We live in a world increasingly reliant on technology and online services. Yet it is currently far from straightforward for people with membership of a number of different pension schemes to see details of all their pension savings in one place. The idea that the pensions industry would design, fund, and launch a pensions dashboard was first announced at the 2016 Budget.
The rationale is that, as people work longer and change jobs more often, pension savings can become harder to keep track of. In recent years, the government has regularly trotted out the statistic that the average person will change employers 11 times over their working life, meaning they could end up with 11 or more private pensions by the time they retire. Research shows that over a third of people approaching retirement find it difficult to keep track of their pension savings.
The pensions industry was tasked with creating a way for people to see all their pension savings in one place, including their State Pension entitlement. The hope was that this would increase member engagement with their pension savings and lead to millions of pounds in “lost” pensions, which the government acknowledges exist in the pension system, being reclaimed. All, of course, without any expense for the government.
The 2016 Budget had originally set a deadline of April 2019 for the pensions dashboard to be in place. Whilst the Treasury initially promoted the project, last October the Department for Work & Pensions (DWP) assumed ownership.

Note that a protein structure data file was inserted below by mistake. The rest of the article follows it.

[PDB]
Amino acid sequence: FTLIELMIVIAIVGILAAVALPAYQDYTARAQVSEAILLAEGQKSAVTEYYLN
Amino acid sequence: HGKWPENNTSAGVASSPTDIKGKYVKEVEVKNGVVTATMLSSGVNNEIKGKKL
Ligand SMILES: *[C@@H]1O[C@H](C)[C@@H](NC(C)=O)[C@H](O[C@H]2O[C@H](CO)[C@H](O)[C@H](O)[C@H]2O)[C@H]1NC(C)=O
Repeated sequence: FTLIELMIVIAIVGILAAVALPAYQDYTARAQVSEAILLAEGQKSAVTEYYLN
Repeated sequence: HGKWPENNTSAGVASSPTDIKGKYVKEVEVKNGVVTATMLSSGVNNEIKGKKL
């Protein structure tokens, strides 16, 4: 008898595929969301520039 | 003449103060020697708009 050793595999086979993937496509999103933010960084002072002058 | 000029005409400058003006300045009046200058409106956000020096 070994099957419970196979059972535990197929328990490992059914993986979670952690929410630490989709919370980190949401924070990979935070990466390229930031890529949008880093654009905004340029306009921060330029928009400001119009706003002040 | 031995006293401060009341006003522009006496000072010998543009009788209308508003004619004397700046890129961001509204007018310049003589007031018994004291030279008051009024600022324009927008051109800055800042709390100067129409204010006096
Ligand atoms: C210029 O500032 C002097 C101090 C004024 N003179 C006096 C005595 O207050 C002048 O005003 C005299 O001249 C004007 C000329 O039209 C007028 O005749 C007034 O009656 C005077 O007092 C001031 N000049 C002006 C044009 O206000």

Few would argue that the idea of a pensions dashboard, providing data on everyone’s pension savings, is not a good one which inevitably should happen at some stage. It is the kind of innovation that consumers would find helpful and, more importantly, expect, in an age in which technology and automation is ever-advancing.
Pension providers, banks and other financial providers, are in support of the dashboard and for them it is not a difficult project to sign up to. Most data in defined contribution pension schemes could be easily loaded onto, and maintained, on a dashboard. Much of it already exists online in one form or another anyway. The project is more difficult for defined benefit pension schemes. This sector is responsible for large amounts of legacy data, which is often not held in a manner which would be easily loadable, and maintainable, on a dashboard. The DWP is aware that compulsion may be the only way to ensure data is provided to the dashboard, but this may take time to implement.
Two years on from the 2016 Budget, and the industry is now awaiting a feasibility study, which the DWP had promised would be published in March, although it now appears to be scheduled for issue ‘in due course’. It’s not clear what has caused the delay and the hope is that it will be published shortly after the Easter break.
The DWP will want to ensure that as many people as possible can both trust and access the pensions dashboard and that the data on it is secure from those who might seek to access and misuse it, such as cold callers and scammers. While the DWP is working with the pensions industry to make the dashboard a reality, the original implementation deadline of April 2019, set by the government, is looking increasingly unlikely.
It is more important to get the dashboard right, than to rush it in to meet a political deadline. The pensions industry has suffered over the last couple of decades with government rushing through major changes, such as pensions flexibility, at the last minute. It is never ideal for major changes, however laudable, to be introduced when much of the detail, and in many cases the underlying legislation, is not settled until the eleventh hour. This only increases the scope for things to go wrong.